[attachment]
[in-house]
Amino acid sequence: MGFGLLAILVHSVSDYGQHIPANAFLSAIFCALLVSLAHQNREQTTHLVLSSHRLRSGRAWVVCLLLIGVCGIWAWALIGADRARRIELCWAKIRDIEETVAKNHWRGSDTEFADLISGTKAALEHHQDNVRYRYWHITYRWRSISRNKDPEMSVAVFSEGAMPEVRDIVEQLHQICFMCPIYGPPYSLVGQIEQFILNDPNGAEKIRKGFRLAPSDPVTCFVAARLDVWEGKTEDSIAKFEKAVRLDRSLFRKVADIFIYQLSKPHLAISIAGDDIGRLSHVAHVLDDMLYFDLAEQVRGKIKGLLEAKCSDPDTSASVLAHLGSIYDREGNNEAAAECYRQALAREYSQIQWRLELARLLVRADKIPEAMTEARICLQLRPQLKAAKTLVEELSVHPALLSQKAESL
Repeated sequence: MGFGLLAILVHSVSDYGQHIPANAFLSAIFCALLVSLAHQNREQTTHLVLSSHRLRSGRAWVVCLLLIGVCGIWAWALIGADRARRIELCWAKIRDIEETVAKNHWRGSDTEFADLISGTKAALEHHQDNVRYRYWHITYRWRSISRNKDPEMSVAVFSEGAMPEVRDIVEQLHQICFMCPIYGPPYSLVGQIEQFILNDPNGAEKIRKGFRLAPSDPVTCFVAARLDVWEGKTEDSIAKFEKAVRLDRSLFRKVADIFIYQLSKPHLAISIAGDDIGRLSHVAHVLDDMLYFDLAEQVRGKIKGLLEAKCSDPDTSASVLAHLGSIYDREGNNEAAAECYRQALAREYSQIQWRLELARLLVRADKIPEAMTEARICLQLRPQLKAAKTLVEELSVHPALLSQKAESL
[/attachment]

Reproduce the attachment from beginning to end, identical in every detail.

[in-house]
Amino acid sequence: MGFGLLAILVHSVSDYGQHIPANAFLSAIFCALLVSLAHQNREQTTHLVLSSHRLRSGRAWVVCLLLIGVCGIWAWALIGADRARRIELCWAKIRDIEETVAKNHWRGSDTEFADLISGTKAALEHHQDNVRYRYWHITYRWRSISRNKDPEMSVAVFSEGAMPEVRDIVEQLHQICFMCPIYGPPYSLVGQIEQFILNDPNGAEKIRKGFRLAPSDPVTCFVAARLDVWEGKTEDSIAKFEKAVRLDRSLFRKVADIFIYQLSKPHLAISIAGDDIGRLSHVAHVLDDMLYFDLAEQVRGKIKGLLEAKCSDPDTSASVLAHLGSIYDREGNNEAAAECYRQALAREYSQIQWRLELARLLVRADKIPEAMTEARICLQLRPQLKAAKTLVEELSVHPALLSQKAESL
Repeated sequence: MGFGLLAILVHSVSDYGQHIPANAFLSAIFCALLVSLAHQNREQTTHLVLSSHRLRSGRAWVVCLLLIGVCGIWAWALIGADRARRIELCWAKIRDIEETVAKNHWRGSDTEFADLISGTKAALEHHQDNVRYRYWHITYRWRSISRNKDPEMSVAVFSEGAMPEVRDIVEQLHQICFMCPIYGPPYSLVGQIEQFILNDPNGAEKIRKGFRLAPSDPVTCFVAARLDVWEGKTEDSIAKFEKAVRLDRSLFRKVADIFIYQLSKPHLAISIAGDDIGRLSHVAHVLDDMLYFDLAEQVRGKIKGLLEAKCSDPDTSASVLAHLGSIYDREGNNEAAAECYRQALAREYSQIQWRLELARLLVRADKIPEAMTEARICLQLRPQLKAAKTLVEELSVHPALLSQKAESL